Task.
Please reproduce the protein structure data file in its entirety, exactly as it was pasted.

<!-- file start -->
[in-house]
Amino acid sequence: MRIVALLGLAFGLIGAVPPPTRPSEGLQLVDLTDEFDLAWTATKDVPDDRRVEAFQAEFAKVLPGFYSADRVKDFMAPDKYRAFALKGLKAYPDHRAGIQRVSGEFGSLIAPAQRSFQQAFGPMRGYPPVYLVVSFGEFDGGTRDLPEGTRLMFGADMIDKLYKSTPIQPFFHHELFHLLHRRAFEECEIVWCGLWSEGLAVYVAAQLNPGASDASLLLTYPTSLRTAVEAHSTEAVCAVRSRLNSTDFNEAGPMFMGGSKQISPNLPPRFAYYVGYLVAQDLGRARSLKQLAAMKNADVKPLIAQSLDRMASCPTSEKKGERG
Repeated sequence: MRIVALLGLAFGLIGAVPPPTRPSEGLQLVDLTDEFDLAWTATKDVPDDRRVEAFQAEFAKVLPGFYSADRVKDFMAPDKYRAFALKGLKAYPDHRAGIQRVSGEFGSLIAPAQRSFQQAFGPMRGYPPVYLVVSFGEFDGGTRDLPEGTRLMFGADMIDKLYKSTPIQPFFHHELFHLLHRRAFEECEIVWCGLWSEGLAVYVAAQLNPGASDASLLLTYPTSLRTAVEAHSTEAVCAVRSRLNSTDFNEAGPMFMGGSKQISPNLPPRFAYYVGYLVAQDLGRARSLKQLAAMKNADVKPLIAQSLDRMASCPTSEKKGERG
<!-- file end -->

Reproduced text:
[in-house]
Amino acid sequence: MRIVALLGLAFGLIGAVPPPTRPSEGLQLVDLTDEFDLAWTATKDVPDDRRVEAFQAEFAKVLPGFYSADRVKDFMAPDKYRAFALKGLKAYPDHRAGIQRVSGEFGSLIAPAQRSFQQAFGPMRGYPPVYLVVSFGEFDGGTRDLPEGTRLMFGADMIDKLYKSTPIQPFFHHELFHLLHRRAFEECEIVWCGLWSEGLAVYVAAQLNPGASDASLLLTYPTSLRTAVEAHSTEAVCAVRSRLNSTDFNEAGPMFMGGSKQISPNLPPRFAYYVGYLVAQDLGRARSLKQLAAMKNADVKPLIAQSLDRMASCPTSEKKGERG
Repeated sequence: MRIVALLGLAFGLIGAVPPPTRPSEGLQLVDLTDEFDLAWTATKDVPDDRRVEAFQAEFAKVLPGFYSADRVKDFMAPDKYRAFALKGLKAYPDHRAGIQRVSGEFGSLIAPAQRSFQQAFGPMRGYPPVYLVVSFGEFDGGTRDLPEGTRLMFGADMIDKLYKSTPIQPFFHHELFHLLHRRAFEECEIVWCGLWSEGLAVYVAAQLNPGASDASLLLTYPTSLRTAVEAHSTEAVCAVRSRLNSTDFNEAGPMFMGGSKQISPNLPPRFAYYVGYLVAQDLGRARSLKQLAAMKNADVKPLIAQSLDRMASCPTSEKKGERG